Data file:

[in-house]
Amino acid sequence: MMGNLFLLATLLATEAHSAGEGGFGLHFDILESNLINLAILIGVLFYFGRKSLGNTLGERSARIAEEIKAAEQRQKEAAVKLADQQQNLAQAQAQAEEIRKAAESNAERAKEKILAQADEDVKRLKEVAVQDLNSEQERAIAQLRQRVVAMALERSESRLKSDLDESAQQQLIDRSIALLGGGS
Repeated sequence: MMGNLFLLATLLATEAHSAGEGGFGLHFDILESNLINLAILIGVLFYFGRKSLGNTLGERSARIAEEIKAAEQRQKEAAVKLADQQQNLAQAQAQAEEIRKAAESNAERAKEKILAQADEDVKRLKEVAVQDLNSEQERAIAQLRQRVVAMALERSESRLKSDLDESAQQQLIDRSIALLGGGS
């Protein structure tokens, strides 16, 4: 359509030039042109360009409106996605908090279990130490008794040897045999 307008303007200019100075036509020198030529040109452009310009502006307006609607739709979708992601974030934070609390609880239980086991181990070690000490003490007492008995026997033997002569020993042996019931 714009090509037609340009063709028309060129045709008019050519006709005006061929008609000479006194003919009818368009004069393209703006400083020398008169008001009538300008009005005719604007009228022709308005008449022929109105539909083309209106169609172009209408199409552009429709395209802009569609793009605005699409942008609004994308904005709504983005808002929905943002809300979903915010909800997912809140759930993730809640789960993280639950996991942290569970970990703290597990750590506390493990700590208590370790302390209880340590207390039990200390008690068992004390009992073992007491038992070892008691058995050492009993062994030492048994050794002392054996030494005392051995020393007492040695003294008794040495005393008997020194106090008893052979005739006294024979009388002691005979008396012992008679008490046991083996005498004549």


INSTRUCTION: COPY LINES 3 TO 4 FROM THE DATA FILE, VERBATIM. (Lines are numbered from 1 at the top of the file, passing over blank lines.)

Repeated sequence: MMGNLFLLATLLATEAHSAGEGGFGLHFDILESNLINLAILIGVLFYFGRKSLGNTLGERSARIAEEIKAAEQRQKEAAVKLADQQQNLAQAQAQAEEIRKAAESNAERAKEKILAQADEDVKRLKEVAVQDLNSEQERAIAQLRQRVVAMALERSESRLKSDLDESAQQQLIDRSIALLGGGS
């Protein structure tokens, strides 16, 4: 359509030039042109360009409106996605908090279990130490008794040897045999 307008303007200019100075036509020198030529040109452009310009502006307006609607739709979708992601974030934070609390609880239980086991181990070690000490003490007492008995026997033997002569020993042996019931 714009090509037609340009063709028309060129045709008019050519006709005006061929008609000479006194003919009818368009004069393209703006400083020398008169008001009538300008009005005719604007009228022709308005008449022929109105539909083309209106169609172009209408199409552009429709395209802009569609793009605005699409942008609004994308904005709504983005808002929905943002809300979903915010909800997912809140759930993730809640789960993280639950996991942290569970970990703290597990750590506390493990700590208590370790302390209880340590207390039990200390008690068992004390009992073992007491038992070892008691058995050492009993062994030492048994050794002392054996030494005392051995020393007492040695003294008794040495005393008997020194106090008893052979005739006294024979009388002691005979008396012992008679008490046991083996005498004549």